I have an interesting problem I hope someone can help me out with.
I am measuring pressure with a pressure sensor. We are seeing a lot of noise with the measurement, and I believe we have a ground loop. I verified the noise is 60Hz. The interesting thing is the case of the pressure sensor is connected to ground. When we thread the metal pressure sensor into the stand we see the noise. When we disconnect the pressure sensor from the stand noise goes away. The stand is connected to ground. I am powering the sensor with a 24V power supply that is also grounded. This I think is the ground loop.
My problem is the 24V power supply should be grounded for safety, and the I can't isolate the pressure sensor from ground.
I have attached how I have the system wired. How do I hook the pressure sensor up to my NI 9215 Analog Input module to break this ground loop?
Solved! Go to Solution.
Just some thoughts based on past trials and tribulations. 24V supply has an earth ground, but the actual +24V and com terminals should still be floating/isolated from earth ground. Is 24V supply dedicated to pressure sensor or does it supply power to other things in the enclosure? If its not dedicated, you might try temporarily using a dedicated supply for the pressure sensor and see what the effect is.
Make sure that all earth ground connections in your enclosure are all connected together at one place in the enclosure. The same should really be the same of your test stand. You might try connecting earth ground of enlclosure and teststand to same physical grounding point.
This is quite an old thread, but I'll see if someone is listening.
I am currently having the same problem. Did floating the power supply help? Is there anything else to try?
I did solve this problem. It was a ground loop. I had the ground tied in 2 places.
We removed one of the references to ground and poof everything worked well.
One of the problems I have found is some external power supplies reference ground and some don't. If you provide an additional reference to ground... Ground Loop!
Ground loops can be nasty awful things. In my experience they are the number one causes of noise and electrical goofiness.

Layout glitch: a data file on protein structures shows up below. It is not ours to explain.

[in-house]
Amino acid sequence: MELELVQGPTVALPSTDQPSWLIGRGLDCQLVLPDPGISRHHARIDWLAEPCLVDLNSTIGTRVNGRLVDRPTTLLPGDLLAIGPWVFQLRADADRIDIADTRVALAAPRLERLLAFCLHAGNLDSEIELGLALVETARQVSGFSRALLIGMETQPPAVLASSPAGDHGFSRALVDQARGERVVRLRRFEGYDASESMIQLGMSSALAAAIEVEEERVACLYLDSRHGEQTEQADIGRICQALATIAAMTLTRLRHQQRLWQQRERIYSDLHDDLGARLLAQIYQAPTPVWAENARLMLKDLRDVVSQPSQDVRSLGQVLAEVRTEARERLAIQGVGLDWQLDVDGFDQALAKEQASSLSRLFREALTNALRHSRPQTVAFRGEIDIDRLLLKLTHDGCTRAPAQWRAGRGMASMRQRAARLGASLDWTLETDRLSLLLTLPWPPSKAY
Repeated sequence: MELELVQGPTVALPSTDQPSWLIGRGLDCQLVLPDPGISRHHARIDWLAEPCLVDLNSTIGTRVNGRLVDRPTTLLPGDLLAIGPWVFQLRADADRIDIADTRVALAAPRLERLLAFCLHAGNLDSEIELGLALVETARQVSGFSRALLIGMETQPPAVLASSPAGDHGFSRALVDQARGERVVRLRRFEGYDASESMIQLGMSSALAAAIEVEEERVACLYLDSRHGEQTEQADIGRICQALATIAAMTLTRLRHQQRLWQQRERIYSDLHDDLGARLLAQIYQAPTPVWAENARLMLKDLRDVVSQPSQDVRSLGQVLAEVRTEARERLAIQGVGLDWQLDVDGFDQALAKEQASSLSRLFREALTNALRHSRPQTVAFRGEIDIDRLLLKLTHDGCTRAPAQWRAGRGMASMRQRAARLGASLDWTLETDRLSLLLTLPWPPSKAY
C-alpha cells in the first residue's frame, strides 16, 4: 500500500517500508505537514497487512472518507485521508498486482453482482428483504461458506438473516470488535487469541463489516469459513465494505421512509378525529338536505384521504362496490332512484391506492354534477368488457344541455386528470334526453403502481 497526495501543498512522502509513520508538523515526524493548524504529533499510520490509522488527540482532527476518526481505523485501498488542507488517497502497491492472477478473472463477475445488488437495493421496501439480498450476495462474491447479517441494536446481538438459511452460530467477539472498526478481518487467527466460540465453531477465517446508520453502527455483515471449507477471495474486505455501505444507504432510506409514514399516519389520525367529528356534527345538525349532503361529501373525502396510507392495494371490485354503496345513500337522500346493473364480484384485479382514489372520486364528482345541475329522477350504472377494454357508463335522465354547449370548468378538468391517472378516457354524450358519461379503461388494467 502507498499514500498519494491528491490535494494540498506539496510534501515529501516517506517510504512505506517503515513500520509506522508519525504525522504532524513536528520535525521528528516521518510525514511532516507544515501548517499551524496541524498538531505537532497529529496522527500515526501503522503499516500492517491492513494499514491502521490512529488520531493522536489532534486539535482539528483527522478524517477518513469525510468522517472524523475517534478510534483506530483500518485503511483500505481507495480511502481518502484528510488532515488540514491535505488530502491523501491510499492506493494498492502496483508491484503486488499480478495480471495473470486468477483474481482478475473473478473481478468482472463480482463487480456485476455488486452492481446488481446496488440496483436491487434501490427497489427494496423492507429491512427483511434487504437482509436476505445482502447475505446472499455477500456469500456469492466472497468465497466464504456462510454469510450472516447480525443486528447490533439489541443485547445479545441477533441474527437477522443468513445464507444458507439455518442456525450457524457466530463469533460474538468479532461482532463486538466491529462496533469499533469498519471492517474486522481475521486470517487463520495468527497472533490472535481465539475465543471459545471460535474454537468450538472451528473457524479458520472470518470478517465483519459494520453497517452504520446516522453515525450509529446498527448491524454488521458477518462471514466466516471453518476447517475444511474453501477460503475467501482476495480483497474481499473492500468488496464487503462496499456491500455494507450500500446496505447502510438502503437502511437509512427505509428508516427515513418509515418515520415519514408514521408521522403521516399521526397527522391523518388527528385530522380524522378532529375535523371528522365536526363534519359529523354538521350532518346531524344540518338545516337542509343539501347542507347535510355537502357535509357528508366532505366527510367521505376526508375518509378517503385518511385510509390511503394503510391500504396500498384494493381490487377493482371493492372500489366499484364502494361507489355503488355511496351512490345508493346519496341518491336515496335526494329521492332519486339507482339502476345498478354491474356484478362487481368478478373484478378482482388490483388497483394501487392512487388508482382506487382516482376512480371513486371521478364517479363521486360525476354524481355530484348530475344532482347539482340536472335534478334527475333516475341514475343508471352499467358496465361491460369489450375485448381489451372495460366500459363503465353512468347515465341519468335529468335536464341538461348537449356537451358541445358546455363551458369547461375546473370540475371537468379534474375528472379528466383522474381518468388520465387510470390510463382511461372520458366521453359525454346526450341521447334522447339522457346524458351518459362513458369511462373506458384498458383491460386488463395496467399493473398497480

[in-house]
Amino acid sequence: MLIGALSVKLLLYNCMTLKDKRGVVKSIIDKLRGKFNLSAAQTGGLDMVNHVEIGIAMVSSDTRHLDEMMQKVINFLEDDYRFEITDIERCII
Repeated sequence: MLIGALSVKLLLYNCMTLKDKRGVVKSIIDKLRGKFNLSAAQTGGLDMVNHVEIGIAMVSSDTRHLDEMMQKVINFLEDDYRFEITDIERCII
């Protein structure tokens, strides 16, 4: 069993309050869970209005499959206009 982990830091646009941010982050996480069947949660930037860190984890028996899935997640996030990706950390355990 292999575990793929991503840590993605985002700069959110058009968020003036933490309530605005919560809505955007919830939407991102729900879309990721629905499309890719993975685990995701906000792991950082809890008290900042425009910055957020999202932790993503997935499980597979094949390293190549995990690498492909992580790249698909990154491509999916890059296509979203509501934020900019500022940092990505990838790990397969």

I have compiled some resources on my website to help folks
The best one is Field Wiring and Noise considerations for Analog Signals
If you want the definative word on the subject check out this book
Hope that helps!
Thank you for replying.
We will try to see where we might have two ground connections. The tech tried lots of things. The problem only went away when he disconnected the cable to the data aq card or the hydraulic hoses. All of the grounds in the outlets (motor, computer, etc) had continuity to each other. Should the neg on the power supply output for the instruments not be connected to the same ground as the others? Where could another ground pop up?
To answer your question depends... Diagnosing ground loops can be very tricky and time consuming. Sadly the method you are using, connecting and disconnecting stuff, is a good way to try and diagnose what is going on. Hang in there....
Is the problem you are having noise?
A motor throws out a lot of magnetic noise. If you are not using twisted pair cable you could be seeing noise from the motor.
Here is my checklist for noise.
1. Check for ground loops. Grounds must be referenced in ONE place. If you motor is connected to earth ground and the DAQ card is connected to earth ground they need to be tied in at the same point. If not you have a ground loop.
2. Check Grounds. Sometimes something isn't grounded that needs to be.
3. Use Shielded twisted pair cables.
4. Connect Shield at one end
5. ALWAYS use differential measurements
It is a noise problem, and it sounds the same as yours. When I hold the transducer in the air, it reads zero. When I touch the shell to the table, the reading offsets about 0.2 bar and gets much noisier. The problem appears to come and go, and some times are much worse than others.
We found continuity between the grounds for the computer and the table which is connected to motor ground via the hoses. Is that enough to say that they are tied in at the same point or should they be plugged in as close as possible? There shouldn't be much difference because the outlets are on either side of a wall, but I have no idea how long the connection is between the motor ground and computer ground is.
We do have twisted wires, but no shielding. We could try this.
Thanks for all the help.
One way to nip ground loops in the bud is to use an isolation module, here are some examples. Just be aware of the bandwidth depending on your signal frequency content needs: